“Will of the people,” scream the horde who supported Donald Trump. These are the same people who have, along with the rest of the GOP, opposed Barack Obama since 2009, despite the will of the American people electing him President. The “will of the people” after 2009 demanded Obamacare, but the GOP opposed it. Should we have given it up?
The “will of the people” means little in picking a party nominee. Donald Trump got a smaller percentage of the vote than any Republican nominee since Richard Nixon. While Trump’s supporters claim he got a record number of votes, his supporters ignore that even without Trump the GOP experienced record high turnout and the non-Trump vote exceeded Trump’s. In fact, Trump could not get above a third of the primary vote until every candidate dropped out and then still could not cross 44%.
If we are to go with the “will of the people,” a majority of the GOP rejected Trump and even now in public opinion polling more than half the GOP want someone else.
But to hell with the “will of the people.” The people got us Barack Obama and now a minority of vocal people want Donald Trump. Did I mention they are a minority of both the GOP and voters as a whole? Even if they were a majority, it has been clear since the beginning of May that Donald Trump’s campaign operates more as a surrogate to the Clinton campaign than as a Republican campaign.
Republican delegates need to stand up for what is right. What is right is to find a Republican to represent the Republican Party, not a Hillary Clinton donor who is going to lose to her, intentionally or not, in November.
If Republican delegates go to Cleveland and stick with Trump, they will be bringing electoral disaster to the GOP. They will lose the White House, the Senate, possibly the House, and most certainly the Supreme Court. That is what the GOP gets with Trump.
At least by ditching Trump the GOP has a fighting chance against Clinton, which is something they do not have with Trump.
Republican delegates need to do four things.
First, those delegates on the Rules Committee need to vote to free the delegates and allow them to vote their conscience. This must be done. It appears there are now 29 committed delegates to this strategy, which is one more than necessary, but they should continue to work for a majority of the Rules Committee.
Second, delegates should forcefully boo Donald Trump at the start of the convention. They should set the psychological tone of the convention by starting it off in direct opposition to Trump. A large enough crowd of delegates booing references to Trump on the opening night of the convention will send psychological reassurances throughout the delegates that the numbers are there to oppose him. This must be done and must be forceful. It will also send a strong message to Donald Trump. In fact, several people tell me his campaign fears this will happen and it absolutely should.
Third, delegates have no obligation to honor Donald Trump’s vice presidential pick and should reject it no matter who it is. No vice presidential pick made it through a primary process so there is not even the alleged “will of the people” to consider. The delegates should reject Trump’s vice presidential pick to send a signal that they are in charge.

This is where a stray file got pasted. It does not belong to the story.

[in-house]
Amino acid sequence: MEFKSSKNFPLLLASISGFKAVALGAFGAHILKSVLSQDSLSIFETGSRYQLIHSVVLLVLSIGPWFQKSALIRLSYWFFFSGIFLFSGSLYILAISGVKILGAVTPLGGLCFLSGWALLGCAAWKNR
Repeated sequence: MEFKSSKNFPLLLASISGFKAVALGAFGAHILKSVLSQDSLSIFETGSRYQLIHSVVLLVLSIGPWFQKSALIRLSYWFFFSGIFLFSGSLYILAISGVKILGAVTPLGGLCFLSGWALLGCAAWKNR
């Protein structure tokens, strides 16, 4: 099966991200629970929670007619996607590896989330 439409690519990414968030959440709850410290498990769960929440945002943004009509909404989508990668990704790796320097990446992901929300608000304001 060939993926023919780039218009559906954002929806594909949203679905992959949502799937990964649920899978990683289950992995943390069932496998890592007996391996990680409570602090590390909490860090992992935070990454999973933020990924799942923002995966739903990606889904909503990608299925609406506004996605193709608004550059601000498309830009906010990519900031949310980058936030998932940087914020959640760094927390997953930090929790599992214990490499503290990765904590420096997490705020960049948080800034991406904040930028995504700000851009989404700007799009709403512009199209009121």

Fourth, delegates should refrain from casting a vote for Trump. There is no obligation under Rule 16(a) of the rules of the convention for delegates to cast a vote. Delegates can not only abstain from voting, but they can also demand a roll call vote. According to Rule 37, “if exception is taken by any delegate from that state to the correctness of such announcement by the chairman of that delegation, the chairman of the convention shall direct the roll of members of such delegation to be called.” This means the delegates can object to their state’s vote total.
There are great details here.
Typically, the chairman of each state’s delegation announces how many delegates each candidate won in his state. But according to Rule 37, “if exception is taken by any delegate from that state to the correctness of such announcement by the chairman of that delegation, the chairman of the convention shall direct the roll of members of such delegation to be called.” In other words, if a delegate bound to Trump wants to abstain, he can object to his state’s tally — and force the “chairman of the convention” (i.e., Ryan) to conduct a recount.
If there are enough of these abstentions in Cleveland — and enough of these recounts — Trump could lose.
“Delegates have the right to object and challenge the authenticity of their state’s announcement of votes cast for the possible nominee,” Waters of Delegates Unbound tells Yahoo News. “There are a significant number of states where delegates have made clear their intent to challenge the number of votes announced if they have been stopped from exercising their right to vote their conscience.”
Delegates to the Republican National Convention need to stand up for common sense and stand up for their party. Keeping Donald Trump as the nominee of the party will lead to Hillary Clinton’s election. We must stop that at all costs, which means the delegates must go to Cleveland and prepare to fight against Trump at all costs. They must demand a vote for conscience on the Rules Committee, reject his vice presidential nominee, loudly boo references to Trump, and abstain from casting their vote for Trump.
The only way to explain Donald Trump’s behavior since May is to view him as intentionally trying to help Hillary Clinton get elected. And we must not let that happen.